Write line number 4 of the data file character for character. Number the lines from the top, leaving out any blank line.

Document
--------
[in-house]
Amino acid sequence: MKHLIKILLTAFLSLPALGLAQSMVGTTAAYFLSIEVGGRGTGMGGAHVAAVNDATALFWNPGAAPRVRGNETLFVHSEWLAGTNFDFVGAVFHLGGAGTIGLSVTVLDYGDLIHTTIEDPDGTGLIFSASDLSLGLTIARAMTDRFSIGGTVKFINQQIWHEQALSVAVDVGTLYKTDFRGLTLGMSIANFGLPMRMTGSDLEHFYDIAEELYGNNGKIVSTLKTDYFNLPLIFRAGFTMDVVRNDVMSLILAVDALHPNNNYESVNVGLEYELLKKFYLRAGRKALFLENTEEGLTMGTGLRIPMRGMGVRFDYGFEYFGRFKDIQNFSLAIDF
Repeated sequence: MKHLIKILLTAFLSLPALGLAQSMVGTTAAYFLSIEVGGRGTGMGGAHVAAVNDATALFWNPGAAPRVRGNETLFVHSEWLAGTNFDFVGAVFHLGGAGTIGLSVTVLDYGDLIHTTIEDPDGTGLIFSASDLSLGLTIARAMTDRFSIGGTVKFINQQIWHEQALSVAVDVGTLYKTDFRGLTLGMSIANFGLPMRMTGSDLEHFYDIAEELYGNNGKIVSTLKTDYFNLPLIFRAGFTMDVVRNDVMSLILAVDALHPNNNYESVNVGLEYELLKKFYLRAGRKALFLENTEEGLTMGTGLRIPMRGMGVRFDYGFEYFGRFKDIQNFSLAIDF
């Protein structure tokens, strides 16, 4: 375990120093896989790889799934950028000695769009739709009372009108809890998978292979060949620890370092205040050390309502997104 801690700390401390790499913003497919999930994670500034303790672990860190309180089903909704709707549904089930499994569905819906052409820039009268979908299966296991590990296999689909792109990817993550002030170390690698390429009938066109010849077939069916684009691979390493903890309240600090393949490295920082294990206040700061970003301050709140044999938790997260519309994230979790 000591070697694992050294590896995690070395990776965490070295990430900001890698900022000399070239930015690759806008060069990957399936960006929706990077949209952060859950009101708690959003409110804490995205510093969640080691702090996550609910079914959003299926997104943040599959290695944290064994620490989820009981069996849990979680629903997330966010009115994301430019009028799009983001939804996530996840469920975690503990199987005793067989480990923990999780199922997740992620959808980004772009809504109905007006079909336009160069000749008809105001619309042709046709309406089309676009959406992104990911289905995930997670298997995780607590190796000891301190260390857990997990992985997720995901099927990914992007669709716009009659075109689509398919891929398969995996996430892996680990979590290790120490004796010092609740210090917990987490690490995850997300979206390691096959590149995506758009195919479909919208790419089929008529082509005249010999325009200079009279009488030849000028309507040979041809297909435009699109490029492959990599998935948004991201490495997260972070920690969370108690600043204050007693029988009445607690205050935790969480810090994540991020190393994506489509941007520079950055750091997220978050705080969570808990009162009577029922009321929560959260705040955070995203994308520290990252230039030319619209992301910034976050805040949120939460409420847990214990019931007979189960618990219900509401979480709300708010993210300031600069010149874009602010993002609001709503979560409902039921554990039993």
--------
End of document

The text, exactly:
């Protein structure tokens, strides 16, 4: 375990120093896989790889799934950028000695769009739709009372009108809890998978292979060949620890370092205040050390309502997104 801690700390401390790499913003497919999930994670500034303790672990860190309180089903909704709707549904089930499994569905819906052409820039009268979908299966296991590990296999689909792109990817993550002030170390690698390429009938066109010849077939069916684009691979390493903890309240600090393949490295920082294990206040700061970003301050709140044999938790997260519309994230979790 000591070697694992050294590896995690070395990776965490070295990430900001890698900022000399070239930015690759806008060069990957399936960006929706990077949209952060859950009101708690959003409110804490995205510093969640080691702090996550609910079914959003299926997104943040599959290695944290064994620490989820009981069996849990979680629903997330966010009115994301430019009028799009983001939804996530996840469920975690503990199987005793067989480990923990999780199922997740992620959808980004772009809504109905007006079909336009160069000749008809105001619309042709046709309406089309676009959406992104990911289905995930997670298997995780607590190796000891301190260390857990997990992985997720995901099927990914992007669709716009009659075109689509398919891929398969995996996430892996680990979590290790120490004796010092609740210090917990987490690490995850997300979206390691096959590149995506758009195919479909919208790419089929008529082509005249010999325009200079009279009488030849000028309507040979041809297909435009699109490029492959990599998935948004991201490495997260972070920690969370108690600043204050007693029988009445607690205050935790969480810090994540991020190393994506489509941007520079950055750091997220978050705080969570808990009162009577029922009321929560959260705040955070995203994308520290990252230039030319619209992301910034976050805040949120939460409420847990214990019931007979189960618990219900509401979480709300708010993210300031600069010149874009602010993002609001709503979560409902039921554990039993």